The strength and breadth of the fruitful five-decade partnership between Pakistan and CIMMYT have grown significantly in recent years: this was one conclusion from the visit to CIMMYT on 29 May 2012 of a 12-member team of senior civil servants, ambassadors, and corporate executives from Pakistan.
The event was one leg of a foreign study tour by the group, as part of the 96th National Management Course given by the government of Pakistan’s National Management College. Designed to sensitize participants in public policy formulation and implementation, diplomacy, and external and bilateral relations, the tour’s stop at El Batán gave the visitors a broadbrush overview of Pakistan and CIMMYT’s shared history, of global challenges to food security, and how our current and future partnerships address them.
As emerged in the CIMMYT presentations, Pakistani policymakers, researchers, and farmers played a key role in the Green Revolution. In 1961 as part of his work with Norman Borlaug, Pakistani FAO trainee Manzoor Bajwa (later Director General of Pakistan’s AYUB Agricultural Research Institute) selected Mexipak, a high-yielding wheat that would eventually become the country’s most popular variety. In 1966, Pakistan imported 41,000 tons of Mexipak seed from Mexico and, only two years later, harvested 7 million tons of wheat, making it the first country in Asia to achieve self sufficiency for the crop. Sixty percent of the wheat seed to be sown in Pakistan this year comes from direct CIMMYT selections, and at least half the improved maize varieties grown are derived from joint Pakistan-CIMMYT breeding research. In the late 1990s-early 2000s, with CIMMYT support, Pakistan researchers helped launch conservation agriculture in South Asia.
From our shared history, the discussions moved to challenges to food security for humanity and for individual nations like Pakistan, as well as solutions. On the latter, the visitors learned of the global alliances MAIZE and WHEAT and—as examples of country and regional initiatives— the Sustainable Modernization of Traditional Agriculture with Mexico, including the Wheat Yield Consortium and Seeds of Discovery project, and the Borlaug Institute for South Asia (BISA). Despite having arrived in Mexico the previous day after more than 30 hours of travel, the visitors were attentive and inquisitive, with questions about CIMMYT’s policies on intellectual property, about genetically-modified crops, about small-scale farmers’ access to improved seed and the role of transnational seed companies, and about the rationale for research on wheat photosynthesis, to name a few topics.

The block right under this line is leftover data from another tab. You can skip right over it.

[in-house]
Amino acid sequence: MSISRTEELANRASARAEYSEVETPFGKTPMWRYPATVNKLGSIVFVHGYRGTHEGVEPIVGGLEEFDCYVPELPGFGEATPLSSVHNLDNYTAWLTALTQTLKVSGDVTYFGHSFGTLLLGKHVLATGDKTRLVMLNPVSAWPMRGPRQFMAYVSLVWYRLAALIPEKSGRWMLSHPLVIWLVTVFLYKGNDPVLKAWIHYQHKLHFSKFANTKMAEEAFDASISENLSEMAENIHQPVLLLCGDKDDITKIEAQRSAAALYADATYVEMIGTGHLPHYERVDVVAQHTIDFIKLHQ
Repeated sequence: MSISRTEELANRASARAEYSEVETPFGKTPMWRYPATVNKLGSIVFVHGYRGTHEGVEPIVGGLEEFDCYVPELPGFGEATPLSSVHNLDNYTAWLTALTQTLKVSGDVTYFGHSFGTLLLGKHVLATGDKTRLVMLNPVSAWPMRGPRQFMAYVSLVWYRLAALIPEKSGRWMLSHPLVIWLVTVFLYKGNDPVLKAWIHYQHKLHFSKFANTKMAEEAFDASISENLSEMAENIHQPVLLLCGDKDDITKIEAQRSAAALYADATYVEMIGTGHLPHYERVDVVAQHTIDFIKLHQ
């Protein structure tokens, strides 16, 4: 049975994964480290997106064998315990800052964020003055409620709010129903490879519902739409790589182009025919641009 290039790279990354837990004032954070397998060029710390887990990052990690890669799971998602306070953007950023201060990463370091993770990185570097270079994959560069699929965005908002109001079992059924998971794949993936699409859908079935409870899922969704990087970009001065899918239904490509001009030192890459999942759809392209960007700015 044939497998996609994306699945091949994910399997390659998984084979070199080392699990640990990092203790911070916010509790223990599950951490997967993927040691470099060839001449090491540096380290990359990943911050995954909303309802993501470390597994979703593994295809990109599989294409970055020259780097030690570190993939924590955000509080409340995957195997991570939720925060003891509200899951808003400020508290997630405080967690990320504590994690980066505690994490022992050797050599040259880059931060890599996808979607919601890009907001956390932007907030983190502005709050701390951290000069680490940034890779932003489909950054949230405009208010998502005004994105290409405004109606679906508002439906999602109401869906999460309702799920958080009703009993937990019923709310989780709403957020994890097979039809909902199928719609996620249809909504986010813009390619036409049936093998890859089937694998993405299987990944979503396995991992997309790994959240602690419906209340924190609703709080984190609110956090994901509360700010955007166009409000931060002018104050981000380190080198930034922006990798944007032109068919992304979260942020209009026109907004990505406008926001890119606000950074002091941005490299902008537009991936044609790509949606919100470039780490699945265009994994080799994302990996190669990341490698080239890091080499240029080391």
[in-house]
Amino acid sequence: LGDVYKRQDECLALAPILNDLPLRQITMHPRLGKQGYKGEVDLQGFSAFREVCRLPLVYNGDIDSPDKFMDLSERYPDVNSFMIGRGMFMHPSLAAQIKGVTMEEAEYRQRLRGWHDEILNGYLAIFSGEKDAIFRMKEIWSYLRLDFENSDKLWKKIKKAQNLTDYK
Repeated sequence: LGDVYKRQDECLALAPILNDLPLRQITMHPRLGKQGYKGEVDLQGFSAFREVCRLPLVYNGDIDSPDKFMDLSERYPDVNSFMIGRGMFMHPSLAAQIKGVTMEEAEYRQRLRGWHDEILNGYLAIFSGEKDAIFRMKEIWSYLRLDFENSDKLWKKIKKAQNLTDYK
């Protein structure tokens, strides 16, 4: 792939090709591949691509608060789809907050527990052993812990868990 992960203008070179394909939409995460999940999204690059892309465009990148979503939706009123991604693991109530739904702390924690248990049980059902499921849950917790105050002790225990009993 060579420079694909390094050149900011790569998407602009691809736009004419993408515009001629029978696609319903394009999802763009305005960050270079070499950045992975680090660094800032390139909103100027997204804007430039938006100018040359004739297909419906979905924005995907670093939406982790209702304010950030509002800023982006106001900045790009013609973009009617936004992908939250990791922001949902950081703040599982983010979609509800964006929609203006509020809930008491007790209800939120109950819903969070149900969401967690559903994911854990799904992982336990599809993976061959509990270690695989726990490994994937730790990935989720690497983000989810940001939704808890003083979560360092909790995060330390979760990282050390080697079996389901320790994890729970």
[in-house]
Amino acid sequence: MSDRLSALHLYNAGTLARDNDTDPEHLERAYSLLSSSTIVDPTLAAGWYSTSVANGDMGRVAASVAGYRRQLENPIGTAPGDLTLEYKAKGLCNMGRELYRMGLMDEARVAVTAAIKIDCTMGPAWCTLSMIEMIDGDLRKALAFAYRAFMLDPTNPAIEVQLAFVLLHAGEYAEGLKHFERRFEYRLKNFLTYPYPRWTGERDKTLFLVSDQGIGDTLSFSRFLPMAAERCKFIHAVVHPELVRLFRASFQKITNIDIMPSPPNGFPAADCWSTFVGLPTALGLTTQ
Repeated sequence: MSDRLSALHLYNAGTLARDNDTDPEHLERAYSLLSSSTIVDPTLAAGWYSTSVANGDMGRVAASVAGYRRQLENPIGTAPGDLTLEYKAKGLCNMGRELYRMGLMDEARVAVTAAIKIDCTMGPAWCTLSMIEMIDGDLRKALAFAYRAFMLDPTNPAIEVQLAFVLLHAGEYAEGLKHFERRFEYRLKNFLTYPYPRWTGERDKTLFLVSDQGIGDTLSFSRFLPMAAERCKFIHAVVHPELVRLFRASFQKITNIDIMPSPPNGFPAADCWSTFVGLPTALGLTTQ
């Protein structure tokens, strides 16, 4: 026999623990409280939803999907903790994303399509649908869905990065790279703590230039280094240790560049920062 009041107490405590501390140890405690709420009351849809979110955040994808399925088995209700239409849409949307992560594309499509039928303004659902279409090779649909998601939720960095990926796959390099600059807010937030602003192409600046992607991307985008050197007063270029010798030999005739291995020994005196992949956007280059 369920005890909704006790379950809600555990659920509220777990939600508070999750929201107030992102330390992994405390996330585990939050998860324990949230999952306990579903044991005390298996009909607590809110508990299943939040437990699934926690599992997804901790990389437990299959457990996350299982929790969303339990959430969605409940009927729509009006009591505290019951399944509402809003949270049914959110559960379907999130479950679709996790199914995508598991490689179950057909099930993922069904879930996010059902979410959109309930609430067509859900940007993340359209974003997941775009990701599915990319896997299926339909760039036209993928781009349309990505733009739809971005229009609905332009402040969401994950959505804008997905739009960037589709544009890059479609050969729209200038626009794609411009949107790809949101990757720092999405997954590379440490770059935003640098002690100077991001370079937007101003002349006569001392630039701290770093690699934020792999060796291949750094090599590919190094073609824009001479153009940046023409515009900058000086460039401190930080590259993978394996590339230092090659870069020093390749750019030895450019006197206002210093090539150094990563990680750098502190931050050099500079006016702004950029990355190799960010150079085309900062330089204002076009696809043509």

There was an excellent presentation on legal aspects of the Pakistan-CIMMYT partnership and on the germplasm bank. Four Norman Borlaug Fellows (a program funded by USDA) from Pakistan accompanied the visitors for lunch, where talk touched upon how to improve practical aspects of the Pakistan-CIMMYT partnership. “We came here to learn,” said Ahmed Yar Khan, Director General of the National School of Public Policy, “and we have learned many things. We’ll certainly take back the messages we’ve heard to our colleagues in Pakistan.” CIMMYT also took the opportunity to thank the Embassy of Pakistan in Mexico for its typically excellent assistance in organizing the visit and arranging visas.
CIMMYT director general Thomas Lumpkin, who was traveling in South Asia at the time, was pleased to hear the visit went well and thanked everyone involved: “I am sure that Dr. Borlaug would be smiling, knowing that we are making good progress to rebuild a relationship with a country that was so important to him.”